Ask the expert: The parentified child

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Author: 
Mary Caros
Source: 
Focus on Adoption magazine

Many children in foster care exhibit parentified behaviours, making it difficult for them and their new parents to negotiate healthy parent-child relationships. We spoke with Anne Melcombe, BSW, an adoption social worker and child specific recruiter here at AFABC, about parenting the parentified child. Anne was a Level 2 foster parent for more than two decades and is a single adoptive mom of three. She is passionate about the need for children and youth to have permanent family connections.

What does “parentified” mean?

It’s when a parent can’t care for themselves, or their children, either emotionally or physically (or both), and they do a kind of role reversal, where the child takes on the parent’s job. We often see it in situations where a parent drinks, does drugs or is physically, emotionally or psychologically absent. As a result, the child may prepare meals, make sure there is food in the house, and look after siblings. They may even look after the needs of their parents. There are lots of children in foster care who have had to take on such responsibilities.

Of course, though there’s nothing wrong with a child helping a younger child to find a toy, or put on a pair of shoes or a coat, there is something wrong with a child having to check the baby has a bottle, a clean diaper, or is safe, because mum or dad is in bed and won’t get up. There also is a problem if a child is making sure a sibling attends school, has clean clothes, or has to ask mom or dad if the rent has been paid.

We often see parentification in the oldest of a sibling group, or the sibling that is the most emotionally mature. We also see it in some families where a child has lost a parent by death or divorce. In such situations, we might find a boy who has had to become the “man of the house,” or a girl who has had to become the mother.

Parents who adopt a child who has lived in this type of situation need to be aware that the child may not find it easy to switch gears into being parented, or to relinquish their previous role of being in charge - it’s how they kept themselves and their siblings safe.

How can I prepare for a parentified child?

Ask your child’s social worker, foster parent, or orphanage staff for information about any observed “parenting behaviour” and if the child’s range of activities is age appropriate. Read books on older child adoption and adopting sibling groups. Join a parent support group, so you can meet parents who may have had the experience of adopting a parentified child. If your child has a therapist, ask him or her for advice on what to expect and how to respond.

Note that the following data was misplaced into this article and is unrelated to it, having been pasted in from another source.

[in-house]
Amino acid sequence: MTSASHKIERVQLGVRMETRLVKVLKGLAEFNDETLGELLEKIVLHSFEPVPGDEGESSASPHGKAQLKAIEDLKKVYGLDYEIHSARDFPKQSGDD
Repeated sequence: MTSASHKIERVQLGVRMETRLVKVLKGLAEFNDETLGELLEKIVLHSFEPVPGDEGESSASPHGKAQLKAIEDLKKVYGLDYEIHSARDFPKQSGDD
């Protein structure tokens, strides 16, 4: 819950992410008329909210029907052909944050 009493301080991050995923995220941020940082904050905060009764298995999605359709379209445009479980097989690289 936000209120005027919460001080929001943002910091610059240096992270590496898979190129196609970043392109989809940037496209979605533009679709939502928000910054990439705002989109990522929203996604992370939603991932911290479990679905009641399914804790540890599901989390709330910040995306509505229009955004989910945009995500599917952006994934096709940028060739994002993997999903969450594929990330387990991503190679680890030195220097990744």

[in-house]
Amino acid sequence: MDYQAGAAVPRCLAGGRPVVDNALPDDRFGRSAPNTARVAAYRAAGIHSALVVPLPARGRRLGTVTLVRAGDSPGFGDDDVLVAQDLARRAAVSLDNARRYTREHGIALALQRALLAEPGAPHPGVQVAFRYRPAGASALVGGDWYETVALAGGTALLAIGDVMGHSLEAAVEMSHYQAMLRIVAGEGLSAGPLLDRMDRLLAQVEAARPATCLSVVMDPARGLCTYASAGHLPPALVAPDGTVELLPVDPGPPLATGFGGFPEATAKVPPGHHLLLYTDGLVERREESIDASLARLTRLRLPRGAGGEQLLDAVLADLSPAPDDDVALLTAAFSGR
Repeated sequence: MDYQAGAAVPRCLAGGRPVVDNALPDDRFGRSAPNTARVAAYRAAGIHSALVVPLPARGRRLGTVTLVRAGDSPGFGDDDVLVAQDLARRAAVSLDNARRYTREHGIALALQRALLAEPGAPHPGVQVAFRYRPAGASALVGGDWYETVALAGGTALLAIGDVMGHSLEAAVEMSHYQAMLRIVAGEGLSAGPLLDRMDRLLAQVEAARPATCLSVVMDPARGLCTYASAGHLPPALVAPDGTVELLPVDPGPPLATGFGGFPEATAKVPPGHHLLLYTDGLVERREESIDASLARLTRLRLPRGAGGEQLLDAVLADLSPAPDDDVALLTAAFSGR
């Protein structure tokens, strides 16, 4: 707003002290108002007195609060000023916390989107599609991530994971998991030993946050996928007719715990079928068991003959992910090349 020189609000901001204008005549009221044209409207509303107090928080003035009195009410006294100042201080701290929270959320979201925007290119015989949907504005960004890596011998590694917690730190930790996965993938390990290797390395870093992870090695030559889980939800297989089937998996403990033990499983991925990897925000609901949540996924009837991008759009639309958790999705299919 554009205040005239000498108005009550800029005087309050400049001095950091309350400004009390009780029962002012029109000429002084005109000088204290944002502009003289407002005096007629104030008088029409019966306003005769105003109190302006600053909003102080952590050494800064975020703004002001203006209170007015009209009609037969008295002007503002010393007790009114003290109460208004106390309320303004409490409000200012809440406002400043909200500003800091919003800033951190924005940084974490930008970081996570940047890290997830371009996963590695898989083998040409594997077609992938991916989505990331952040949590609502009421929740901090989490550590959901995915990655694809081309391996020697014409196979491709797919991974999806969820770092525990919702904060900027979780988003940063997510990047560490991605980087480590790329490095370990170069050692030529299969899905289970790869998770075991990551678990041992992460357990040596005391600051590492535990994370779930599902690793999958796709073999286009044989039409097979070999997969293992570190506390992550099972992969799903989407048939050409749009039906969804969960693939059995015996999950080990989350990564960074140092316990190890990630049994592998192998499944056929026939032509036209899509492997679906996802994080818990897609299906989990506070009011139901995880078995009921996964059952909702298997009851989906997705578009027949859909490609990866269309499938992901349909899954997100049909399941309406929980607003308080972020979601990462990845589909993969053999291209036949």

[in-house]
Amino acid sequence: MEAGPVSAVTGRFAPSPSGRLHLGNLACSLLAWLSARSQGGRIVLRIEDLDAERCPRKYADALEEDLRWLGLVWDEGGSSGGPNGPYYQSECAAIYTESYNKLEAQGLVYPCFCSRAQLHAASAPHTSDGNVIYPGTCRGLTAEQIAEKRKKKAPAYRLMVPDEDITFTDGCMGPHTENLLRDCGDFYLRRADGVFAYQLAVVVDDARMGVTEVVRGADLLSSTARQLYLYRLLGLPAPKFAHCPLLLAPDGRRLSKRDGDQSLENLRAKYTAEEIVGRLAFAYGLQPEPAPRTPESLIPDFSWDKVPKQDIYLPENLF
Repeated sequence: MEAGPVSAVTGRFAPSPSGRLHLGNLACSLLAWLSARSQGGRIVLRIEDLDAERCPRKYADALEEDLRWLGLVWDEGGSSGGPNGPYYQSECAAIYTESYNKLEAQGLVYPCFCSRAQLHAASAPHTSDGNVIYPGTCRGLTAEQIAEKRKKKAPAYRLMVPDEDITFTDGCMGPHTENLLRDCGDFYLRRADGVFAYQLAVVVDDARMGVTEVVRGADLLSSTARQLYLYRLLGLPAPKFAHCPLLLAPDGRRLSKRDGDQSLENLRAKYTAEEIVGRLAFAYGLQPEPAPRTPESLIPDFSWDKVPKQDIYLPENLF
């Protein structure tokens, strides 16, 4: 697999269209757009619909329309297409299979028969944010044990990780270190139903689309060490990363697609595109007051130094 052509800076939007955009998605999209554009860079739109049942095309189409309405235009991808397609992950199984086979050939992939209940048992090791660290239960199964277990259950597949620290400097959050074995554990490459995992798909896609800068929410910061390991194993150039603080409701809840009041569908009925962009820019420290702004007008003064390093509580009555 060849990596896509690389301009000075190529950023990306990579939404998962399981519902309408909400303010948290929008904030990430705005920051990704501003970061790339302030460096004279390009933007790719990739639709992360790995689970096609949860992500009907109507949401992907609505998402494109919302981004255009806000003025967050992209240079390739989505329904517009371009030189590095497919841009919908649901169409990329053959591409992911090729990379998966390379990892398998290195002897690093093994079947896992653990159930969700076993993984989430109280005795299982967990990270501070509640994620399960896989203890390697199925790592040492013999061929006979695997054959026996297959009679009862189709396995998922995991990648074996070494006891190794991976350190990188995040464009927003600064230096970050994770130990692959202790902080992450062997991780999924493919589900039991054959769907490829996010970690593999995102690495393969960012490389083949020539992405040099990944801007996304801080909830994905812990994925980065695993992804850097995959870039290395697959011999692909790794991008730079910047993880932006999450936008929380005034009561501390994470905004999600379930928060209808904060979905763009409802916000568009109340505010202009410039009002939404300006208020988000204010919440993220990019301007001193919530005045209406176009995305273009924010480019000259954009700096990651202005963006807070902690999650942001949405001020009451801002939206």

What might it be like to live with a parentified child?

It can certainly be challenging to find yourself competing for the parent role with an 8 year old or a 15 year old, especially if you have waited a long time to become a parent. The child may fight with you for control, and interfere with your parenting methods and decisions. It will take work and time for things to improve.

How can I help a parentified child that joins my family?

Unless the child has a caring adult willing to help him or her move slowly away from the parent role, it can be very challenging. Give the child credit for looking after his or her siblings, keeping them healthy and keeping them together. Acknowledge that they tried their best to keep everyone together, and to keep everyone safe, and probably did a good job. Parentified kids have learned survival skills, and you need to help them understand that it’s okay to (metaphorically) “take off the lifejacket” at appropriate times.

There has to be lots of talking, lots of empathy, relationship building and trust. Maybe you can negotiate so that they can take be “in charge” in some way for an hour a day, but ultimately, they need to practice letting go. Give them age appropriate responsibilities, and jobs that make them feel that they are still really important to the family, and to siblings. You can also give responsibilities that are about them and not about caring for others, for example, baking cookies with you instead of having to be responsible for an entire dinner.

We see parentified children where whole chunks of their childhood are missing. Help your child be a kid. Encourage him or her to play with younger kids’ toys in a private area. Consider play therapy: even some teenagers respond very well to this.

Parentified children may also need a good therapist who understands adoption issues.